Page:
Unlocked for Examine members

The Human Effect Matrix summarizes human studies to tell you what effects Ruscus aculeatus has on your body, how much evidence there is, and how strong these effects are.

Full details are available to Examine members.
Grade Level of Evidence
Robust research conducted with repeated double-blind clinical trials
Multiple studies where at least two are double-blind and placebo controlled
Single double-blind study or multiple cohort studies
Uncontrolled or observational studies only
Level of Evidence
? The amount of high quality evidence. The more evidence, the more we can trust the results.
Outcome Magnitude of effect
? The direction and size of the supplement's impact on each outcome. Some supplements can have an increasing effect, others have a decreasing effect, and others have no effect.
Consistency of research results
? Scientific research does not always agree. HIGH or VERY HIGH means that most of the scientific research agrees.
Notes
grade-c Minor - See study
Ruscus aculeatus appears to be more effective than placebo for treating chronic venous insufficiency, although the degree of benefit relative to other treatments is not established.
grade-c Minor - See study
Secondary to its venotropic actions in persons with chronic venous insufficiency, supplementation of ruscus aculeatus appears to reduce leg swelling and edema (thigh and ankle).
grade-c - - See study
Despite improving symptoms of chronic venous insufficiency in the afflicted persons, supplementation failed to lead to an increase in quality of life relative to placebo.
grade-d Notable - See study
A fairly notable increase in HDL-C (23%) in the lone (but not placebo controlled) study with ruscus aculeatus, requires replication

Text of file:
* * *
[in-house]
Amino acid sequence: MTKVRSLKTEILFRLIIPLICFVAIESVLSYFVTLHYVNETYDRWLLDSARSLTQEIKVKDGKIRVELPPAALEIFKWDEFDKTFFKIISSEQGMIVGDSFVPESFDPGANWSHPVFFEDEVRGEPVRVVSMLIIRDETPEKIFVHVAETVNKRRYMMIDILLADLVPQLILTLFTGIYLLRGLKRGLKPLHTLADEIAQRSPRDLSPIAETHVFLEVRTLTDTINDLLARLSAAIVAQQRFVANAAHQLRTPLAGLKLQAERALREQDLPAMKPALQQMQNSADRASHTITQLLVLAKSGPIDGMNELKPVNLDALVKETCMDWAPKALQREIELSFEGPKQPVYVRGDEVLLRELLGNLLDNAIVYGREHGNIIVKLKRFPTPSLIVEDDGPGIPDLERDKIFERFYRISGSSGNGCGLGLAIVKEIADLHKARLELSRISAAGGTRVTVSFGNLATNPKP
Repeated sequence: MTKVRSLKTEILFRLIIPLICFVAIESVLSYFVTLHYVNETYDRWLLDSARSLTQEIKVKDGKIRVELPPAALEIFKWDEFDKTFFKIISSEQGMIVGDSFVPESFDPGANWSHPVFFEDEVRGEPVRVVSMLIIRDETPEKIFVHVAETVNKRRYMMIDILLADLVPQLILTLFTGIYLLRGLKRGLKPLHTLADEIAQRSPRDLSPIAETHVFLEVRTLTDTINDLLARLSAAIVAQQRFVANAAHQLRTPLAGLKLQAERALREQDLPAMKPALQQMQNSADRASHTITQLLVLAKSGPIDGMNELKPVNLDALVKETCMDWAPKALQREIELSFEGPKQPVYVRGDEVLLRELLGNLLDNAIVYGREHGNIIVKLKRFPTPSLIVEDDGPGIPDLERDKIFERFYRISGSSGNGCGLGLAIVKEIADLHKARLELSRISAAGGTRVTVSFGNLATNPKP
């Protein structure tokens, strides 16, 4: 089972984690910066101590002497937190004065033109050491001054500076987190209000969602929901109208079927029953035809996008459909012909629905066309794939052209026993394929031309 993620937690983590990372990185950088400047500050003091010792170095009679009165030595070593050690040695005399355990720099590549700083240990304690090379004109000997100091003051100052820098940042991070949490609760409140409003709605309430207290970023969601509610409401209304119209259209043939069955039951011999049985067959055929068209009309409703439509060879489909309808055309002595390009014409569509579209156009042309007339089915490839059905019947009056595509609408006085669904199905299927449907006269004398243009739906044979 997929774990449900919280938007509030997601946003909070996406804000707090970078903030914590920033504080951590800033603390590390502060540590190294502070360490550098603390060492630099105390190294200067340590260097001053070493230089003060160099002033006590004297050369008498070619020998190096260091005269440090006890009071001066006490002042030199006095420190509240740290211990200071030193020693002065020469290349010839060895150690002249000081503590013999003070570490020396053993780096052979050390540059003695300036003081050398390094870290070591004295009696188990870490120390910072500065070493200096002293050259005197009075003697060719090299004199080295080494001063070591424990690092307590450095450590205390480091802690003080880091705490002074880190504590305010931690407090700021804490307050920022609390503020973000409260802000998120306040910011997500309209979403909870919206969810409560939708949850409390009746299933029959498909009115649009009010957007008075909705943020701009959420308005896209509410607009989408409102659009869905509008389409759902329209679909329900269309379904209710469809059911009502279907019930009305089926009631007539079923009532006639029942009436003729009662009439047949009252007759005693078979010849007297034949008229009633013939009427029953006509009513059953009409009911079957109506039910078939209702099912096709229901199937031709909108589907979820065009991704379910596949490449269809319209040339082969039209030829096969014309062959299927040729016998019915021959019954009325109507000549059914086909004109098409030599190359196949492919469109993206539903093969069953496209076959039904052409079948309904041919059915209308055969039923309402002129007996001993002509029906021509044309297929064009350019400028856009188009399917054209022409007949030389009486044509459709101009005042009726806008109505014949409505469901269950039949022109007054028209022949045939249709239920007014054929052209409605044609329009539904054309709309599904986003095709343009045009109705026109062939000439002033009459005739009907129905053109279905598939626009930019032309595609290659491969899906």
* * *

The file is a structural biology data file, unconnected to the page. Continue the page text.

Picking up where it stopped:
grade-d Notable - See study
The decrease in HbA1c noted in this pilot study (15.6%) was fairly marked and requires replication.
grade-d Minor - See study
A reduction reaching 10.2% blood glucose has been noted with continual supplementation of ruscus aculeatus in type II diabetic persons in this non-placebo controlled study; requires replication.
grade-d Minor - See study
A 7.8% reduction in fructosamine has been noted with supplementation of ruscus aculeatus in diabetic persons.
grade-d Minor - See study
A decrease in total cholesterol (9.4%) has been noted in diabetic persons alongside an increase in HDL-C. Requires replication.
grade-d - - See study
No significant influence on circulating triglycerides in diabetic persons given ruscus aculeatus supplementation.
grade-d - - See study
The improvement in visual acuity seen with supplementation of this herb failed to reach statistical significance in diabetic persons with retinopathy.

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Things to Note

Primary Function:

Also Known As

Butcher's Broom, Jew's Myrtle, Knee Holly, Kneeholm, Pettigree, Sweet Broom

Caution Notice

Insufficient data on drug-drug interactions

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Click here to see all 21 references.